How Do Principal Payments Work on a Home Mortgage?

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IN THIS VIDEO: Dave Ramsey, The Dave Ramsey Show, Financial Peace University, FPU, The Total Money Makeover, Retire Inspired, budget, envelope system, emergency fund, baby steps, radio show, debt freedom, EntreLeadership, mortgage, ELP,, money, finance, economy, investing, saving, retirement, cash, mutual fund, stock market, business, leadership, credit

29 thoughts on “How Do Principal Payments Work on a Home Mortgage?

  1. Anthony Anderson

    5:27 so true! I've been saying this for the longest time. They don't teach you what you really need to know as you're going through school. no disrespect to Shakespeare or Trigonometry, but teenagers to learn as early as possible about principle vs. interest, balanced budgeting, and interest rates. These are the things that will truly affect them the rest of their lives.

  2. Jon Farrell

    Do car loans work the same way? Say I have a 50k car loan; am I better off saving 50k and paying it off at once, or should I make additional monthly payments to it just like the house?

  3. Robyn Rosado

    We keep our monthly amortization schedule for our mortgage printed out and on the fridge. I LOVE crossing out multiple lines every month…just a few more years until we can cross that last line (originally dated for 2042!!!!!) off!

  4. ke7eha

    I recall seeing the video that the caller is referencing. The video quickly did not pass the smell test. About halfway through, I was curious how much faster the loan would be repaid if you were to just put every extra dime to the mortgage. I ended up writing an amortization calculator spreadsheet to answer my question, and I recall the difference being significant.

    I am an engineer, and one of the most useful classes in finance that I took was Engineering Economics. I still have the book on my desk, mainly for the present value/future value tables printed in the back. It was all about the time value of money and making decisions based around money, such as whether to purchase a new piece of equipment or to repair the current piece of equipment and what the implications were from a monetary standpoint. Fascinating, though most folks didn't see the applications of the material.

  5. Becky Shell

    I agree that what is taught in school is not what is used in real life situations. I think basic math , grammar and reading should be emphasized then money management and health and nutrition and maybe some more advanced courses to prepare those going to college.

  6. Robert Goff

    Dave, You said that paying it weekly or bi weekly wouldn't work because it's calculated once monthly. So is our best option to send in one check for payment and second check in just for principle? Marked in Memo area???

  7. SundayNerd

    Financial Education is a SCAM in most schools in the united states. They never teach you about principal and interest. Luckily I took accounting, intro to business and personal finance in high school. I became financially literate. But most of my friends never took these class. The school is MAKING students financially dumb and illiterate. Learning Shakespear or some theory is important too but I hope these school will ACTUALLY HELP students to learn some important skills in life.

  8. Ruby Stern

    Why is everyone making this so complicated. Charles givens had a book years ago that stated if u prepay the principal the bank can not charge u interest on that month. You want to do this aggressively at the beginning of the loan. So if ur total payment 1st month was 763 (328- interest) (435- principal) but the 1st month u wrote a check for 763 ( your full payment) and an additional check for 875 marked for principal of the next two months. ( 437 & 438) You could not be charged interest on those two months since u paid the principal in advance. So u saved urself 652 in two months, moving forward you will always be paying ur principal in advance, wiping out the interest. Now this used to be totally legit, not sure if the banksters worked out a deal to prevent this. U should mark the checks specifically principal payment only and the specific month. I've tried to get info on this technique to no avail but I've seen it in several financial books from the 80s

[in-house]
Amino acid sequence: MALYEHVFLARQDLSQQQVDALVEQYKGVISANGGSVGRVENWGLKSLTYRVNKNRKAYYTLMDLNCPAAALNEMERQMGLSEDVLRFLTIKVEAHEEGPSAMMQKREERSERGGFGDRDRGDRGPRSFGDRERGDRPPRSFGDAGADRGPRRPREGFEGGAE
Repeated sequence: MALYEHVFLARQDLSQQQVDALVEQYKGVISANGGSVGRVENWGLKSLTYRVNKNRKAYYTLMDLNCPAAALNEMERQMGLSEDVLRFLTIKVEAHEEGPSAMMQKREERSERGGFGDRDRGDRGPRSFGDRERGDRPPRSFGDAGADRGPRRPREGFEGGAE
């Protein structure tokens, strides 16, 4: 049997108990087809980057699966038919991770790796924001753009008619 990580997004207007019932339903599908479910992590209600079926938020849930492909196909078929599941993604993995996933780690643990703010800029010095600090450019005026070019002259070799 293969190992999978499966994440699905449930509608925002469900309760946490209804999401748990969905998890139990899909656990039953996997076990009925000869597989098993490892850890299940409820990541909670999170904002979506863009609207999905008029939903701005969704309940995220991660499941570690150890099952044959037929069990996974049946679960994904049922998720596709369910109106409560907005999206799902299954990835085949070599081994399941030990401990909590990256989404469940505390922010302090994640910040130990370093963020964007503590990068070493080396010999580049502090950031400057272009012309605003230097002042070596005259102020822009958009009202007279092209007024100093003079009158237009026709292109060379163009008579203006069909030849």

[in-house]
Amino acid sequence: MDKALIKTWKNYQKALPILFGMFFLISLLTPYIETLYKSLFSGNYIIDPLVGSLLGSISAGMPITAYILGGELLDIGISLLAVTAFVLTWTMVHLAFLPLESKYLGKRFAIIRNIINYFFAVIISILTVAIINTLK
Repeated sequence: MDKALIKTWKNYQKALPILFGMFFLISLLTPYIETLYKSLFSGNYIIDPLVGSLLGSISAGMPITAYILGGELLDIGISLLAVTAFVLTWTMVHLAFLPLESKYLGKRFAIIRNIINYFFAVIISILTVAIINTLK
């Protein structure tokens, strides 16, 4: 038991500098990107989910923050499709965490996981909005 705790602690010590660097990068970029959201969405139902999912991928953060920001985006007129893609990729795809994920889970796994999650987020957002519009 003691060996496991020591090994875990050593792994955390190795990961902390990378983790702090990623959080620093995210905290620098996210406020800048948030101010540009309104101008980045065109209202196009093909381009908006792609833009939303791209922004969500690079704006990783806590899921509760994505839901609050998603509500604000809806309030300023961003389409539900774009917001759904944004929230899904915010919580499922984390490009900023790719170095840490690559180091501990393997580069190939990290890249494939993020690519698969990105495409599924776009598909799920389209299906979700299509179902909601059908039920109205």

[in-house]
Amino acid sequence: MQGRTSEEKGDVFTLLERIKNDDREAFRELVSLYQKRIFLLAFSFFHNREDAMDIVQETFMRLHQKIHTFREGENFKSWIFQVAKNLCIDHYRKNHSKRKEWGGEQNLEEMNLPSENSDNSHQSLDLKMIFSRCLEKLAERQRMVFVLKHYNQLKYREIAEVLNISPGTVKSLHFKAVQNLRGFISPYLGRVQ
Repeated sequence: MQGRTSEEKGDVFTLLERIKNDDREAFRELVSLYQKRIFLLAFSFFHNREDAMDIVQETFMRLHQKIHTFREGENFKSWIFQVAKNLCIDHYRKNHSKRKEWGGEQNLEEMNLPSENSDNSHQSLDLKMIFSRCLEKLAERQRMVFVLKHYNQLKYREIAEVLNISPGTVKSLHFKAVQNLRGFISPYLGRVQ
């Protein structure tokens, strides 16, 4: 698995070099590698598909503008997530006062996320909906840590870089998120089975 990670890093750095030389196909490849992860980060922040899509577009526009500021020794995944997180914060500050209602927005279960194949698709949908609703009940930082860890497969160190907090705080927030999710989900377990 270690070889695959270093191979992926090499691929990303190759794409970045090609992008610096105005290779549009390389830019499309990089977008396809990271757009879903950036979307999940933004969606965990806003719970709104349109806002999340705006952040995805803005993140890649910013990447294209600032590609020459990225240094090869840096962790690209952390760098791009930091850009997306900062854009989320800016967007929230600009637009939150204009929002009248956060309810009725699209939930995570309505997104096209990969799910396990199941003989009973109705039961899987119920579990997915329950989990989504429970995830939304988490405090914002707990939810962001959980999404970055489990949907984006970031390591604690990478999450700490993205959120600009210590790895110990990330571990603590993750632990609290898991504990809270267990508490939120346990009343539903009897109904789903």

9. working shlub

    take your total monthly payment and divide by 12 months..send that little extra every month and you can knock off that principal faster. easier than making one big payment each year.

  10. scorpiomaj27

    Does this method/calculation apply the same to student loans?

    This really changed my life, I had thought for 2 years now that extra payments ONLY deducted from the principle from the back end of the mortgage – this is huge.

  11. Blizzard14ub

    Google have free mortgage calculator on their website, that show what Dave said, best still is you can make a copy to your computer name it, then add in your own figures, there is a link on how to use with a YouTube clip. its not perfect? but its free. I have been using it for three months now, managed to put $4000 extra on principle saving up to two years less interest payments, that's over $7000 saved so long as I keep up my normal payments, just watching the numbers change automatically when you add extra payments, gives you more incentive to save a little, the more you add you can see the numbers of months and years less before you are mortgage free! No I am not getting paid for this recommendation.

  12. Jared S

    7:49 I think with my bank, I have to pay the normal payment and then after that goes through I can pay a Principal Only payment. If I sent the extra amount on one payment, it takes interest out of the extra payment as well. That's what I was taught, but I'm probably wrong.


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